TEXT 1 A ROBOT WITH A REASSURING TOUCHBOSTON
— If you grab the hand of a two-armed robot named Baxter, it will turn itshead and a pair of cartoon eyes — displayed on a tablet-size computer-screen “face” — will peer at you with interest.The sensation that Baxter conveys is not creepy, but benign, perhaps evendisarmingly friendly. And that is intentional.
Baxter, the first product of Rethink Robotics, an ambitious start-up company in arevived manufacturing district here, is a significant bet that robots in the future willwork directly with humans in the workplace.That is a marked shift from today’s machines, which are kept safely isolated fromhumans, either inside glass-cages or behind laser-controlled “light curtains”, because
they move with Terminator-like speed and accuracy and could flatten any humanthey encountered. By contrast, Baxter, which comes encased in plastic and has anine-foot “wingspan”, is relatively slow and imprecise in the way it moves. And it hasan elaborate array of safety mechanisms and sensors to protect the human workersit assists.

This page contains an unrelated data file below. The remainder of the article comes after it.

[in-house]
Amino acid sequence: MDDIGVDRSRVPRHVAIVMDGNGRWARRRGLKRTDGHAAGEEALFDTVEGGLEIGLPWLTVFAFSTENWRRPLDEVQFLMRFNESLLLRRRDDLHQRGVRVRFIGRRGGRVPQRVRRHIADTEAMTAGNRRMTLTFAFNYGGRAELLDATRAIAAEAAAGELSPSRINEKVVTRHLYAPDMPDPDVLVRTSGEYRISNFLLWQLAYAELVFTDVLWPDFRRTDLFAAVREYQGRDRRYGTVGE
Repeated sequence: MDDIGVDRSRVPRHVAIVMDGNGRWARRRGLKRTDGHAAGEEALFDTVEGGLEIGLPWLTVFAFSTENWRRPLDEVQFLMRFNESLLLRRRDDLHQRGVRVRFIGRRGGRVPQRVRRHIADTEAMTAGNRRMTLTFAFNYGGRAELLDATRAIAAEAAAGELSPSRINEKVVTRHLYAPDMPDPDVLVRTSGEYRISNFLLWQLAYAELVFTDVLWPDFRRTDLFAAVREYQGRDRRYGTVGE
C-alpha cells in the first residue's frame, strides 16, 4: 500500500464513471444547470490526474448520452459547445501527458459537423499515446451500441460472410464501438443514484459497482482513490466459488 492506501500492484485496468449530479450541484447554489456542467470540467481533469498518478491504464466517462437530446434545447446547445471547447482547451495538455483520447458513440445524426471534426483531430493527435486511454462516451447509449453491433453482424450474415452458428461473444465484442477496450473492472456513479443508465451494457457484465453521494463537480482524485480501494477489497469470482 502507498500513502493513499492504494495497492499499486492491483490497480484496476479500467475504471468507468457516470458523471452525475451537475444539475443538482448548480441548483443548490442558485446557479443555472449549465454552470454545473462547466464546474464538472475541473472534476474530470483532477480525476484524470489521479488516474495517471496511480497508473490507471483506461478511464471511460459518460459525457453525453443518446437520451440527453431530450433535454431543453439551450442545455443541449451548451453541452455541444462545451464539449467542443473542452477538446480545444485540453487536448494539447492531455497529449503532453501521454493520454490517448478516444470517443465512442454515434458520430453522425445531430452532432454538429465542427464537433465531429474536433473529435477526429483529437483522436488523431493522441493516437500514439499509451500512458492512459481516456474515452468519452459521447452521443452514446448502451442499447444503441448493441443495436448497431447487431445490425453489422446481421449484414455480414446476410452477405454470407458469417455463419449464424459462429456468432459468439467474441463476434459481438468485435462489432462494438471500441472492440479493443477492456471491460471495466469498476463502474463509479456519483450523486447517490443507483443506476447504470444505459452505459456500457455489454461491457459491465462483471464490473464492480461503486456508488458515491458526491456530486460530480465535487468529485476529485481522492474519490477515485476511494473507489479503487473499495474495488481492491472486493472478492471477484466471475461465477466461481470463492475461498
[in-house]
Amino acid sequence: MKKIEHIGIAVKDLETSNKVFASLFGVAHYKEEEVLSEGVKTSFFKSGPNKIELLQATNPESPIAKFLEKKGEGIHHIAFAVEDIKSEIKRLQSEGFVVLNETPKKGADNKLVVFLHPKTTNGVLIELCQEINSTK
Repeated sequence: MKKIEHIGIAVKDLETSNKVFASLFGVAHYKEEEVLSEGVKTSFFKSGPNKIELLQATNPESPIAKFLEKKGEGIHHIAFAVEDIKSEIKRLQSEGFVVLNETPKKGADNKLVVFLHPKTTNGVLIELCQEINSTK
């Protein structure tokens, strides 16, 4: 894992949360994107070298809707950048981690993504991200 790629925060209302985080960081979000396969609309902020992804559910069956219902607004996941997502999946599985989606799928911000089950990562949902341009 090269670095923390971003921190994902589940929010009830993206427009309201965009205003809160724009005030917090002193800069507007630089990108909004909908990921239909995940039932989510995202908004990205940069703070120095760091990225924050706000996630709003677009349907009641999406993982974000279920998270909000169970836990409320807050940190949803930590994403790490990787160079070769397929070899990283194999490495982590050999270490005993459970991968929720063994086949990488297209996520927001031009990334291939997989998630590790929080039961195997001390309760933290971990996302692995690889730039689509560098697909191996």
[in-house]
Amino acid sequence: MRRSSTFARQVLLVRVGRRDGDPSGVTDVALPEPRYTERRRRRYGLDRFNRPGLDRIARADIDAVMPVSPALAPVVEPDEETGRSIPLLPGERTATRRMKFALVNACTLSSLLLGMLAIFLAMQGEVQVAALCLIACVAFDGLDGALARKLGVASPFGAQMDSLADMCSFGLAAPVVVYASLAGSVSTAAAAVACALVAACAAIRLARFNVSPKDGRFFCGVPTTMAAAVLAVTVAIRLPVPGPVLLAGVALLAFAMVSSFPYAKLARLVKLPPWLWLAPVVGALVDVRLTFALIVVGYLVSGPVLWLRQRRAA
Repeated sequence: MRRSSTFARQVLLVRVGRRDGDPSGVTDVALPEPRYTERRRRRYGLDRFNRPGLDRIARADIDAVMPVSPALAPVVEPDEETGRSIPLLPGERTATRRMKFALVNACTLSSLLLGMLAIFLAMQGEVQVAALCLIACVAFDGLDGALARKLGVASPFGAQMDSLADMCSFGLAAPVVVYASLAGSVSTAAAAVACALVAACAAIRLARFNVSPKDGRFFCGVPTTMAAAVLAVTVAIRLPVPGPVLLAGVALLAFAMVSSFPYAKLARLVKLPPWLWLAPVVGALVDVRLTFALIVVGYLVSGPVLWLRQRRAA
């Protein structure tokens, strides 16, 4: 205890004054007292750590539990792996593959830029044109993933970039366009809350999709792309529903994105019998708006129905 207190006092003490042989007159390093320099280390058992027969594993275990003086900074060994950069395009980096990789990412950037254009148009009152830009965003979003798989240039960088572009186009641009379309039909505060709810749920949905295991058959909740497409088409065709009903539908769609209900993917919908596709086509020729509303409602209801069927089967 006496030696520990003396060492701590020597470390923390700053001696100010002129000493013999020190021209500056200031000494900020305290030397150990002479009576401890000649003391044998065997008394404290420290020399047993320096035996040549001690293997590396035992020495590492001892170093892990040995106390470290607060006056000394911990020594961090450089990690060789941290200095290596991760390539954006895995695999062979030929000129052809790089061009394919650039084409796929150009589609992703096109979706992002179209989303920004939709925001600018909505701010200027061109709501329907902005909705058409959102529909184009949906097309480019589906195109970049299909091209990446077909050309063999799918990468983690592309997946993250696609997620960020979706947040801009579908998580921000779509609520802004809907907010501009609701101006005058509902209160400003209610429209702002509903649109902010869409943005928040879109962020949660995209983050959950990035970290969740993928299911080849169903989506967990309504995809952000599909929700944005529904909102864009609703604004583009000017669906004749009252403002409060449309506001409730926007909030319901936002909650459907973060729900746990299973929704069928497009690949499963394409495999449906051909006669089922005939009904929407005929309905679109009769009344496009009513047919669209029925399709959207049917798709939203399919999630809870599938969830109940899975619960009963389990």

Here in a brick factory that was once one of the first electrified manufacturing sites inNew England, Rodney A. Brooks, the legendary roboticist who is Rethink’s founder,proves its safety by placing his head in the path of Baxter’s arm while it movesobjects on an assembly line.[…]The $22,000 robot that Rethink will begin selling in October is the clearest evidence
yet that robotics is more than a laboratory curiosity or a tool only for large companieswith vast amounts of capital. The company is betting it can broaden the market forrobots by selling an inexpensive machine that can collaborate with human workers,the way the computer industry took off in the 1980s when the prices of PCs fellsharply and people without programming experience could start using them right out
of the box.John MARKOFF,
The New York Times
, September 18, 2012